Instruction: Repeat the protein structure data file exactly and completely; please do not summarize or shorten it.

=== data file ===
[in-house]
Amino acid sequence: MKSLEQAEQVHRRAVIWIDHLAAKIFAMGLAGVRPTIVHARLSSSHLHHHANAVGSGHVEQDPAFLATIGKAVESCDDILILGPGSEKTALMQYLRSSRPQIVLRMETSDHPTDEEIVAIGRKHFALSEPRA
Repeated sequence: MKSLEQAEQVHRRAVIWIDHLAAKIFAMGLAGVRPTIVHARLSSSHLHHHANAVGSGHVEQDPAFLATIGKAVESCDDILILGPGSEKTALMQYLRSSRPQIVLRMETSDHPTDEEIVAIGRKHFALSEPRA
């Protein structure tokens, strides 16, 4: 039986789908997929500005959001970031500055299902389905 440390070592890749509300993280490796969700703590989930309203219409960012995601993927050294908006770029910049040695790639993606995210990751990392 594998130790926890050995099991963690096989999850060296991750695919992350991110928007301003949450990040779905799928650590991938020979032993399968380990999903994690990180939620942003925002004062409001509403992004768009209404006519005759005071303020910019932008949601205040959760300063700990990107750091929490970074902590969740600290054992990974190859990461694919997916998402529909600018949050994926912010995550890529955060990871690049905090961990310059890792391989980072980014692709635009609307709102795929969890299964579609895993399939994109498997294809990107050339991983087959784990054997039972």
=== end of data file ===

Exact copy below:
[in-house]
Amino acid sequence: MKSLEQAEQVHRRAVIWIDHLAAKIFAMGLAGVRPTIVHARLSSSHLHHHANAVGSGHVEQDPAFLATIGKAVESCDDILILGPGSEKTALMQYLRSSRPQIVLRMETSDHPTDEEIVAIGRKHFALSEPRA
Repeated sequence: MKSLEQAEQVHRRAVIWIDHLAAKIFAMGLAGVRPTIVHARLSSSHLHHHANAVGSGHVEQDPAFLATIGKAVESCDDILILGPGSEKTALMQYLRSSRPQIVLRMETSDHPTDEEIVAIGRKHFALSEPRA
């Protein structure tokens, strides 16, 4: 039986789908997929500005959001970031500055299902389905 440390070592890749509300993280490796969700703590989930309203219409960012995601993927050294908006770029910049040695790639993606995210990751990392 594998130790926890050995099991963690096989999850060296991750695919992350991110928007301003949450990040779905799928650590991938020979032993399968380990999903994690990180939620942003925002004062409001509403992004768009209404006519005759005071303020910019932008949601205040959760300063700990990107750091929490970074902590969740600290054992990974190859990461694919997916998402529909600018949050994926912010995550890529955060990871690049905090961990310059890792391989980072980014692709635009609307709102795929969890299964579609895993399939994109498997294809990107050339991983087959784990054997039972």